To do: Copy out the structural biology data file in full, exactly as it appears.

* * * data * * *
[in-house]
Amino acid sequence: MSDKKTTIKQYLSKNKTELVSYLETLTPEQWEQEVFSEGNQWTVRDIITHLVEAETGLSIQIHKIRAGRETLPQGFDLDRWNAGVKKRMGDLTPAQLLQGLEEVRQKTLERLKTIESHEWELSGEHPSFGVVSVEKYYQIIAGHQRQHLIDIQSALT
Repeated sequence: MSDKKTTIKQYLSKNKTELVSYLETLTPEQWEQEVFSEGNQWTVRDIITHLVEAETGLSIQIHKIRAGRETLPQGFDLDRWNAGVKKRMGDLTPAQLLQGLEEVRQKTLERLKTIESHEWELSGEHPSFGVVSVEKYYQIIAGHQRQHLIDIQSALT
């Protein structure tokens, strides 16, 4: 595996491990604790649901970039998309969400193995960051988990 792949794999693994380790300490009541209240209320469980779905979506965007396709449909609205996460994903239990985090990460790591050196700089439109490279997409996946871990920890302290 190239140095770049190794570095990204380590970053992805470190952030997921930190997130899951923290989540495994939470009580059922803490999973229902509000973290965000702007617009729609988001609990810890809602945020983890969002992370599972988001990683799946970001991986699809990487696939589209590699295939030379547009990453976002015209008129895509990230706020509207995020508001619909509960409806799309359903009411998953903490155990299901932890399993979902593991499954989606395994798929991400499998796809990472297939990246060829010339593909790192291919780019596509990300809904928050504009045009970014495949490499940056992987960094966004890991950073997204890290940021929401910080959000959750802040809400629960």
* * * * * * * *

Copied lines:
[in-house]
Amino acid sequence: MSDKKTTIKQYLSKNKTELVSYLETLTPEQWEQEVFSEGNQWTVRDIITHLVEAETGLSIQIHKIRAGRETLPQGFDLDRWNAGVKKRMGDLTPAQLLQGLEEVRQKTLERLKTIESHEWELSGEHPSFGVVSVEKYYQIIAGHQRQHLIDIQSALT
Repeated sequence: MSDKKTTIKQYLSKNKTELVSYLETLTPEQWEQEVFSEGNQWTVRDIITHLVEAETGLSIQIHKIRAGRETLPQGFDLDRWNAGVKKRMGDLTPAQLLQGLEEVRQKTLERLKTIESHEWELSGEHPSFGVVSVEKYYQIIAGHQRQHLIDIQSALT
């Protein structure tokens, strides 16, 4: 595996491990604790649901970039998309969400193995960051988990 792949794999693994380790300490009541209240209320469980779905979506965007396709449909609205996460994903239990985090990460790591050196700089439109490279997409996946871990920890302290 190239140095770049190794570095990204380590970053992805470190952030997921930190997130899951923290989540495994939470009580059922803490999973229902509000973290965000702007617009729609988001609990810890809602945020983890969002992370599972988001990683799946970001991986699809990487696939589209590699295939030379547009990453976002015209008129895509990230706020509207995020508001619909509960409806799309359903009411998953903490155990299901932890399993979902593991499954989606395994798929991400499998796809990472297939990246060829010339593909790192291919780019596509990300809904928050504009045009970014495949490499940056992987960094966004890991950073997204890290940021929401910080959000959750802040809400629960």